E-Learning Story on NPR

NPR ran an interesting story this morning on the growth of e-learning (in this case, pure online classes with no in-person component) in higher education. It focuses on how faculty are adapting to new technologies and centers on the University of Illinois-Springfield.

There’s nothing new here for followers of distance learning. The interesting thing, for me, was the story’s acceptance of this as beneficial and, in any case, inevitable. We’re certainly moving past the point of “is this something we should be doing” to “how can we make this work best.”

One of the points I found intriguing was the following comment from environmental policy faculty member Denise Keele:

In my experience, it takes about twice as long — prep time, putting materials together — to actually deliver the online course than it does to deliver the on-campus course.

Over time this can’t continue to be true or the economics won’t work for the faculty or the universities. Faculty will naturally get more efficient at this, of course. But I do think it is incumbent upon us as designers and developers of online learning platforms to think about the effort involved by faculty (and students) in setting up and teaching online courses.

It’s one thing to go through this effort if you have to because you’re teaching a pure online course. It’s quite another for a faculty member teaching primarily in-person classes.


4 Responses

  1. The link to the story is malformed. Just FYI.

  2. Fixed. Thanks, Steve.

  3. Michael – this *will* work because the following is generally true – those courses best suited for distance education are often pretty straightforward material wise. if I am teaching the same course after about three semesters – I have the material so polished – that it becomes easy. If I am going to teach the same class for three or more semesters – my net time over three semesters is much lower doing it online – even though it is about double the prep time for the first semester. I once taught the same online course for 6 straight semesters – the course got very good after a while and took me very little time to put on a pretty good show. I was not completely lazy and each semester I would update/improve the weakest lectures – so once I had the course running well – it took about 1/3 of the prep time to teach – and some of that 1/3 time was revising materials to make the course even better. So it was a win-win in terms of what the students learned and how well the course was taught. The next loss frankly is the lack of micro-feedback from students when they did not get some topic. In a non-distance situation students will very clearly tell me when I went too far or too fast – or even if I am going too slow – in a distance situation – I never see the frowns or smiles – so I cannot adapt my teaching on a moment by moment basis. Once yo invest so much in prepared materials it takes a pretty strong push to change the course direction – whereas if you are ding the prep in the moment – things can change.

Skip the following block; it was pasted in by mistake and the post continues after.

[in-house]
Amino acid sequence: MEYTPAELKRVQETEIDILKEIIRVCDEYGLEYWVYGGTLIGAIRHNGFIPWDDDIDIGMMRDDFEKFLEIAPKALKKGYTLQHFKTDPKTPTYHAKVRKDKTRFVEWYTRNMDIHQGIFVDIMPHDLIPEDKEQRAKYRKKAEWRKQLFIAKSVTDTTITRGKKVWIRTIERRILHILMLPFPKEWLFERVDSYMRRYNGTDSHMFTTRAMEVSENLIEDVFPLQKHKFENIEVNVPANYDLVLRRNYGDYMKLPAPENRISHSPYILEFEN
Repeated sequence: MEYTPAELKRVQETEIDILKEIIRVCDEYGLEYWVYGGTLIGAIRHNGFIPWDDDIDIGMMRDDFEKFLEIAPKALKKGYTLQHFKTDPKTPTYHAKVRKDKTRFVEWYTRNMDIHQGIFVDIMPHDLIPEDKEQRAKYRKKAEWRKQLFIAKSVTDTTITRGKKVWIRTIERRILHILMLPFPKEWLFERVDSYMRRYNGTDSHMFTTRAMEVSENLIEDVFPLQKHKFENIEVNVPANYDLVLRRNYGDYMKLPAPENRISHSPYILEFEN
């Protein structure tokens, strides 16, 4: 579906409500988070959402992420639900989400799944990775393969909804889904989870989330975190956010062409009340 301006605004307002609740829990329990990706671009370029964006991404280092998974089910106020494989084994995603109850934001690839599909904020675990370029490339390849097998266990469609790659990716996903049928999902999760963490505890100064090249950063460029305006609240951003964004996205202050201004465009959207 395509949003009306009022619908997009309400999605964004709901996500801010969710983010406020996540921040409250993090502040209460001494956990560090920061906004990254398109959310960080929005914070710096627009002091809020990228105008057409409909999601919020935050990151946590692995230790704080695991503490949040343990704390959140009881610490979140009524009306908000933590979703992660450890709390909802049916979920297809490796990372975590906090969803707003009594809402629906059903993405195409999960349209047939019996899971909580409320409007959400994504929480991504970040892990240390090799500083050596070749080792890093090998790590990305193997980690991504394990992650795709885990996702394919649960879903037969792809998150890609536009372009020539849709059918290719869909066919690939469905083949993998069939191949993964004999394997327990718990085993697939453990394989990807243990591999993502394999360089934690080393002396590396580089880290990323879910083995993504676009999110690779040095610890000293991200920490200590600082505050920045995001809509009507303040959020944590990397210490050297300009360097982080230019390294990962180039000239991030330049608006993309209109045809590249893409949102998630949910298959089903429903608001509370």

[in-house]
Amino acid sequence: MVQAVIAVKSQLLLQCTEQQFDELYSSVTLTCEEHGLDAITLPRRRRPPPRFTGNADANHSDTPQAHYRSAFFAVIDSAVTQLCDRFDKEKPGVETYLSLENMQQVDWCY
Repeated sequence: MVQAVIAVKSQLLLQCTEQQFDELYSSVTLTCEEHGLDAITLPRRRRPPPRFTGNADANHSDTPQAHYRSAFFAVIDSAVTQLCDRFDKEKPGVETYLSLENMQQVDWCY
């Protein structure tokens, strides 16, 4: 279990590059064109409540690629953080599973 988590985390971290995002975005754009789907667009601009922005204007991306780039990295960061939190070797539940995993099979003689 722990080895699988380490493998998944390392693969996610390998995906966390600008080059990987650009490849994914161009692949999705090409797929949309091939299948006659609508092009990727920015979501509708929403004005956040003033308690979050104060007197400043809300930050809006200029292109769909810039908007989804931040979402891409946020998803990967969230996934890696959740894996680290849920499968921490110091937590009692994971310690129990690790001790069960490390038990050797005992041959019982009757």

4. I think that’s probably true today, Chuck. Although the implication is that the (seemingly increasing number of) “all online” programs are either going to deal with more straightforward subject areas, deal with a drop in quality, or invest the extra effort in preparation. The extra effort is worth it if the content is stable and you can, as you point out, simply keep teaching the same way term after term.

    The scalability/repeatability of online learning activities for was a major obsession of the research institute where I was a grad student in the 1990s (The Institute for the Learning Sciences at Northwestern under the direction of Roger Schank).

    Also, sorry for the delay in approving your comment. It somehow got flagged as spam and I just discovered it. I can’t see what would have caused that, given the obviously prurient nature of the rest of the spam queue.

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